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Kiwifruit and protected cropping structures
How many orchards are now growing with tunnel houses in NZ?
The Kiwifruit industry is growing at an extraordinary pace, for example new gold licenses are at a premium and from my understanding being snapped up fast. There are very good returns to be made growing kiwifruit and the amount of export revenue provides to NZ is to be celebrated. There is a broad cross section of export markets which again is very good and gives certainty moving forward and provides confidence that not all the eggs are in one basket. Here was a site I visited to gain some indicative export numbers: http://www.hea.co.nz/2012-05-11-03-05-28/kiwifruit-trade
When driving past kiwifruit orchards, I always find it very interesting when I see properties that use extremely large fixed canopies for wind breaks or large overhead canopies for bird netting/protection. The capital costs must be horrendously high and I always find myself thinking why have these guys not thought about tunnel houses or have they? Is it because of the flowering and setting issues possibly caused by plastic greenhouse roofs? Is it the land orientation/suitability?
If rolling or sloping land is planted with kiwifruit then owners may be less likely to consider a tunnel house structure or a retractable roof. For growers on flat land or land it could be a different story. A few years ago, during a dry year, I heard an interview from industry that said the average size of kiwifruit was down but the brix level higher. All I could think of was that in every other year we have to much water and this reduces the brix levels. So, what do I mean – if you have no control over mother nature you have less controls over your final product? A tunnel house with gutters can collect rain water and give you the opportunity to store the water. You can then use irrigation systems to apply measured and more precise water and nutritional requirements. Now I do not expect every grower to go and put a greenhouse over kiwifruit crops but for different geographical areas or for certain varieties I see merit in considering growing under cover.
For the new Red Kiwifruit, I have been told the fruit is easily marked by adverse conditions. This could be caused by high winds or rain etc. If this is correct then protecting your crop from the elements is certainly worth investigating and it would not surprise me if it is already occurring.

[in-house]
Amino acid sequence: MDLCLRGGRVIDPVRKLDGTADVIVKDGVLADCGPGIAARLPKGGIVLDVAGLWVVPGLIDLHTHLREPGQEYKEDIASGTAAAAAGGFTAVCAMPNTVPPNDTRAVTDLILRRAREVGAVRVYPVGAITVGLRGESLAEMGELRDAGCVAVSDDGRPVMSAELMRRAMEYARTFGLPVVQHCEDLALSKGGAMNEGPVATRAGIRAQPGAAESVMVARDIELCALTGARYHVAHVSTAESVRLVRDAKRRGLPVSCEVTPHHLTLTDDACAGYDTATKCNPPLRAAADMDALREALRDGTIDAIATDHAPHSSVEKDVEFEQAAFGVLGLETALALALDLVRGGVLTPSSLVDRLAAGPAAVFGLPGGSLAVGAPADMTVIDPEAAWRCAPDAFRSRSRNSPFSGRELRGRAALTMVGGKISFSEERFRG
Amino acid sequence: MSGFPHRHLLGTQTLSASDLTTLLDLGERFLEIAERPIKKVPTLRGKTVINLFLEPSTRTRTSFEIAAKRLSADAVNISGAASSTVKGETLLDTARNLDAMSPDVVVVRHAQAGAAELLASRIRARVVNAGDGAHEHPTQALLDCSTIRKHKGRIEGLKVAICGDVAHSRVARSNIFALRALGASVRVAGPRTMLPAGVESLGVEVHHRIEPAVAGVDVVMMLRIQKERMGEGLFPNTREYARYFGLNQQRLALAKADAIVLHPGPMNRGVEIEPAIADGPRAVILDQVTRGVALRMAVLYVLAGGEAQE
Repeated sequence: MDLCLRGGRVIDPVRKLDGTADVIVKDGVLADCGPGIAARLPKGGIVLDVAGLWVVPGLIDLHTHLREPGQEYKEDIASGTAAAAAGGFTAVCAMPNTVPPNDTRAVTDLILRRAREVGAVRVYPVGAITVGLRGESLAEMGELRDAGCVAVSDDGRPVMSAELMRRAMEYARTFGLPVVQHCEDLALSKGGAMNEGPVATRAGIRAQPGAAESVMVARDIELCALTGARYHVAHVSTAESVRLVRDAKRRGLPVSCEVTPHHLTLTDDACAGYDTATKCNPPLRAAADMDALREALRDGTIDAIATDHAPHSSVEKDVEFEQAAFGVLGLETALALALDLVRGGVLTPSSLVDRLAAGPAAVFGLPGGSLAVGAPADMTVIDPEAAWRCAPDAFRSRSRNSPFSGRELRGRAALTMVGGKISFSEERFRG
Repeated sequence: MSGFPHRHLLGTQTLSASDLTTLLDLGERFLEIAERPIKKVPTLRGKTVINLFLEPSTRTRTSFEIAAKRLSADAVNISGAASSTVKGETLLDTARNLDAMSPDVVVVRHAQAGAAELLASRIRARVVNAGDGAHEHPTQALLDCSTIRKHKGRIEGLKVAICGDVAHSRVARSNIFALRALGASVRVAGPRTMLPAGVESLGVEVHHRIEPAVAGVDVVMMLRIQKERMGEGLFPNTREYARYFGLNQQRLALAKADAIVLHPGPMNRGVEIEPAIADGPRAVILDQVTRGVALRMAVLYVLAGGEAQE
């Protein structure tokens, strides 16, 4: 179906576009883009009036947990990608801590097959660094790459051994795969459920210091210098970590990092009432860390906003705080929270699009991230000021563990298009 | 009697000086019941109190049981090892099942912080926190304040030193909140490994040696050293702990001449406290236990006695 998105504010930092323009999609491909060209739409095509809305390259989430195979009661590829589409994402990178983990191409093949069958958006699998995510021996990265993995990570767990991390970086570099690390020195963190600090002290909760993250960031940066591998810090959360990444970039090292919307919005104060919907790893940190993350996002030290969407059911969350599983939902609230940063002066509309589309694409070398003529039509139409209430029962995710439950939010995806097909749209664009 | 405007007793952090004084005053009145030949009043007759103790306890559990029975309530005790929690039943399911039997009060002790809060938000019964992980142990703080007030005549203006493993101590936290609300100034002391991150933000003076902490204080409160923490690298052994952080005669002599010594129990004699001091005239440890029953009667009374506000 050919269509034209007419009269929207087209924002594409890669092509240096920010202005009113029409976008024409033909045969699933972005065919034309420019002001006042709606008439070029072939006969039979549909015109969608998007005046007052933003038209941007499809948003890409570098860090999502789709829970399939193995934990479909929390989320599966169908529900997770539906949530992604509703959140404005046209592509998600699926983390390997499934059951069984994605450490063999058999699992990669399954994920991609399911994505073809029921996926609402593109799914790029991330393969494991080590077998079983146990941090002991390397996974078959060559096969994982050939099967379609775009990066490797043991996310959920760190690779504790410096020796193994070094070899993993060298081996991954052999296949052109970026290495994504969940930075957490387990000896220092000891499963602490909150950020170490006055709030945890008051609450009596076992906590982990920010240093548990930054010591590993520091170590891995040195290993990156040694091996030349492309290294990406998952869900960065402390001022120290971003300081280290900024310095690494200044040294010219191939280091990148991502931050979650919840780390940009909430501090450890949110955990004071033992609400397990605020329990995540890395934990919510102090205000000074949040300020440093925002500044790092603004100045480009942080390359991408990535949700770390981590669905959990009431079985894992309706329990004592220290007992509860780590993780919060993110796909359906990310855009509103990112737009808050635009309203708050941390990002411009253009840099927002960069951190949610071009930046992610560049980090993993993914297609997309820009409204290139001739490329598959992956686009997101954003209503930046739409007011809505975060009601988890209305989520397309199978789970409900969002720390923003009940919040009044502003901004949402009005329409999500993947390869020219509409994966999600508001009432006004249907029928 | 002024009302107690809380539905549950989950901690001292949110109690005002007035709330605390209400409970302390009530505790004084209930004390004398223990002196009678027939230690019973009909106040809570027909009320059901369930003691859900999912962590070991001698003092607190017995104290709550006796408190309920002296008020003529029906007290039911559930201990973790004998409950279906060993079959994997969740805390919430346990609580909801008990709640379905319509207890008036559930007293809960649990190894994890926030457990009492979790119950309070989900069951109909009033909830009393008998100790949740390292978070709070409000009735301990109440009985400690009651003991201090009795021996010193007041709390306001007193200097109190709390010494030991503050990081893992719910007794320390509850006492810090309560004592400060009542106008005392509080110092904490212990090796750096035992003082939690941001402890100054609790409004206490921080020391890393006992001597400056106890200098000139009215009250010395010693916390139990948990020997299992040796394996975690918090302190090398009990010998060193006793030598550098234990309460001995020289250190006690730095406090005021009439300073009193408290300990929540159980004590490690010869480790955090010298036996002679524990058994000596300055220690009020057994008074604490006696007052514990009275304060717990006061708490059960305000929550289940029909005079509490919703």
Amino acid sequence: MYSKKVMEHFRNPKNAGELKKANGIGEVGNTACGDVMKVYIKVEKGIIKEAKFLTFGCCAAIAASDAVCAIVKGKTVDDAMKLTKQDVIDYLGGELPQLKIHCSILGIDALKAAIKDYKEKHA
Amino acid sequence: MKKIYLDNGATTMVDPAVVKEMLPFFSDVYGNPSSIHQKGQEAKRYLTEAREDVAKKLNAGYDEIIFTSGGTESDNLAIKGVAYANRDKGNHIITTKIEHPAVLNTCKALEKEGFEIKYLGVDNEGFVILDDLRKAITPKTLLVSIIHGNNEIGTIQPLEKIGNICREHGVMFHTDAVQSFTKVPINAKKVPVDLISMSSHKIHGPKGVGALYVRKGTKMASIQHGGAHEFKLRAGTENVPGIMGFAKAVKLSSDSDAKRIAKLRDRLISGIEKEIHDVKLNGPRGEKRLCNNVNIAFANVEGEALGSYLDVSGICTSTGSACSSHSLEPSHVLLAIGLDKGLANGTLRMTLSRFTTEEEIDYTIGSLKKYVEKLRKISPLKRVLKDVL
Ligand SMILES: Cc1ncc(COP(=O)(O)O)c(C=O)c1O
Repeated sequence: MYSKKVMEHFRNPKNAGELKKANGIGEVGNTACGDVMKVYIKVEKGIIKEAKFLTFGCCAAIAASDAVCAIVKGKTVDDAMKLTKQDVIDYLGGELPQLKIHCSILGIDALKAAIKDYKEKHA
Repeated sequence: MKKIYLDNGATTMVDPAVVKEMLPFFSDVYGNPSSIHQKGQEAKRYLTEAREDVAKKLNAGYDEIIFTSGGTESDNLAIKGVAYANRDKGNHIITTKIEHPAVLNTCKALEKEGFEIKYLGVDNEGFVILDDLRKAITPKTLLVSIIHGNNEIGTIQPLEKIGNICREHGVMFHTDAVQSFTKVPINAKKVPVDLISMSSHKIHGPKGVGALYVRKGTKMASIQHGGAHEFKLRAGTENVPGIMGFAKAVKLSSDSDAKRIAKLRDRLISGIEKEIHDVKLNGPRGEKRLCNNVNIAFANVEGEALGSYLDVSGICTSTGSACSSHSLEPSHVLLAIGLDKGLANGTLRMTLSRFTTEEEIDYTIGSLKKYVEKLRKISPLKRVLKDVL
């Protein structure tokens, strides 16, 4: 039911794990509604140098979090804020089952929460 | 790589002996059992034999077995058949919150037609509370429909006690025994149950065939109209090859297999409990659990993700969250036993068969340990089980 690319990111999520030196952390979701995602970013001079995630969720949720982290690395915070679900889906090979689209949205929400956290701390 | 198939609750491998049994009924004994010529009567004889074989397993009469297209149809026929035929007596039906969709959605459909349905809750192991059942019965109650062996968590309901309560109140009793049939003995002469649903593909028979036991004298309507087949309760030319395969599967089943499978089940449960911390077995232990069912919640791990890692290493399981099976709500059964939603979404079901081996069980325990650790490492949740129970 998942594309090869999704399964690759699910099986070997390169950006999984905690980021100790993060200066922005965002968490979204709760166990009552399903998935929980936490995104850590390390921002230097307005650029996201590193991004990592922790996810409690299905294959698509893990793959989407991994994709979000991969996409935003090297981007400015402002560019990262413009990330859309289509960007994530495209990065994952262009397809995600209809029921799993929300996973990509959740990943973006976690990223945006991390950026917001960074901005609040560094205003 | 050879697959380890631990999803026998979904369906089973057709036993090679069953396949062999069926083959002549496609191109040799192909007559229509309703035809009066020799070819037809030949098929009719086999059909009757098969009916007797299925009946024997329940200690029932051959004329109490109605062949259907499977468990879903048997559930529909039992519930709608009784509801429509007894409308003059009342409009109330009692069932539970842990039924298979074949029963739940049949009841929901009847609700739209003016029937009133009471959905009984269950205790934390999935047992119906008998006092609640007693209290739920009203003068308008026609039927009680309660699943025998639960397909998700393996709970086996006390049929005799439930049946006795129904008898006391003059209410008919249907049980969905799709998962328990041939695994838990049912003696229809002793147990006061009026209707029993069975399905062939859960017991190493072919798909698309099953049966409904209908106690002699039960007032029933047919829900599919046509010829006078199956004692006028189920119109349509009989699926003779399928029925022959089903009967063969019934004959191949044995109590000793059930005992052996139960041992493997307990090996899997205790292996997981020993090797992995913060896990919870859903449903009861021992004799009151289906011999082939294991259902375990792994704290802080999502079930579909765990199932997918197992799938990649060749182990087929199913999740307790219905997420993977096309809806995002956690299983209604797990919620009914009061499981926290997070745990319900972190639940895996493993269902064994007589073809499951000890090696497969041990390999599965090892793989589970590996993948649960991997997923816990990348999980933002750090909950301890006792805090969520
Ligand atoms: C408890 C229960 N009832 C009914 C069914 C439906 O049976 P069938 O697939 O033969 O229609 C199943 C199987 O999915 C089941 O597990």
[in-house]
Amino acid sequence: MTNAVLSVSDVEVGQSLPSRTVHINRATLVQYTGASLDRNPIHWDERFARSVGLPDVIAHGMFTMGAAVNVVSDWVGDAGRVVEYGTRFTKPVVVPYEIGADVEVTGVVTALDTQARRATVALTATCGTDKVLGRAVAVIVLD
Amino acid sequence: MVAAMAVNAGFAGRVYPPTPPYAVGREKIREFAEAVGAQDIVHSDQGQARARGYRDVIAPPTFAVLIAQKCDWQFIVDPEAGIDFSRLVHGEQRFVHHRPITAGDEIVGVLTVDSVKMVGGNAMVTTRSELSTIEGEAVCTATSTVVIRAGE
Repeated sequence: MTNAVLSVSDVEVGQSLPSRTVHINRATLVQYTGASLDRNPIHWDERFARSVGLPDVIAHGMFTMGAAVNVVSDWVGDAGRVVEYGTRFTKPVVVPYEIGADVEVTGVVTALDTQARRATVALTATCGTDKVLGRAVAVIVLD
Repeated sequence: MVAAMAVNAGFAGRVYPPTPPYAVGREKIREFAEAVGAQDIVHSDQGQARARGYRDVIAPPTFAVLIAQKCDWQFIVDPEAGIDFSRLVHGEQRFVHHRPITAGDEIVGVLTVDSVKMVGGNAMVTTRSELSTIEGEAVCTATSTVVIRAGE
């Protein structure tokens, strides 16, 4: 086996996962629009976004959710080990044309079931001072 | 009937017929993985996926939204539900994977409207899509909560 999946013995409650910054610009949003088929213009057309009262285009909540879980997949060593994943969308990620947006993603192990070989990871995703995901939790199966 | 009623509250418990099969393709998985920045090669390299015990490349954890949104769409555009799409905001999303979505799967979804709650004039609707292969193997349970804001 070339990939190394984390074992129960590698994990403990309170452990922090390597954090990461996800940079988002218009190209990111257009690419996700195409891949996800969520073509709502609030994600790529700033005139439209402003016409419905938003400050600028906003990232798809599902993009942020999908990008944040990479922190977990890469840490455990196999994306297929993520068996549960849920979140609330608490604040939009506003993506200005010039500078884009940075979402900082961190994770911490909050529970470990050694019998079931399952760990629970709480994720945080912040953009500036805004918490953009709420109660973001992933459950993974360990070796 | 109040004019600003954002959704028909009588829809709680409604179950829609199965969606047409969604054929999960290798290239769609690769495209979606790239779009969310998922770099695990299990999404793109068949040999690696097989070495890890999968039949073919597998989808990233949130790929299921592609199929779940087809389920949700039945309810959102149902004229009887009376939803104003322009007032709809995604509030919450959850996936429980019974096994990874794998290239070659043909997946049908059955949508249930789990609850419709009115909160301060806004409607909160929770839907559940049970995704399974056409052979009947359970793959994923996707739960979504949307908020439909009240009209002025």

There are some other huge advantages to having a structure that protects you from the elements and that is it will have a lot less impact on the physical tasks being disrupted. Spray drift will also be mitigated and less sprays should be required due to having an assurance the products are landing on the target. There would be a need to figure out the negatives for example if this could cause more fungal pressure, the gaps required for air flow to prevent temperatures from being too excessive etc.
Approximately 80 % of Kiwifruit production comes from the mighty Bay of Plenty, this is great but also with a huge concentration of production in one area there is a small chance a severe localised weather event could have a serious production impact in the future. Could tunnel houses offer the opportunity to grow kiwifruit in other parts of the country? It is too cold in some places to grow traditionally but would a tunnel house open up this opportunity for other areas to grow kiwifruit successfully? Has there been any studies under taken?
Some or many growers may not need or want the hassle to even consider the option a tunnel house offers or they may just not like the look a plastic house will have on their environment. I am sure I could come up with an entire list of why you would not consider covering kiwifruit but I want to look create some debate for why you may consider growing under a tunnel house and the advantages, if any. I think it is worth considering.
This picture is what sparked my interest to write this article with more questions than answers.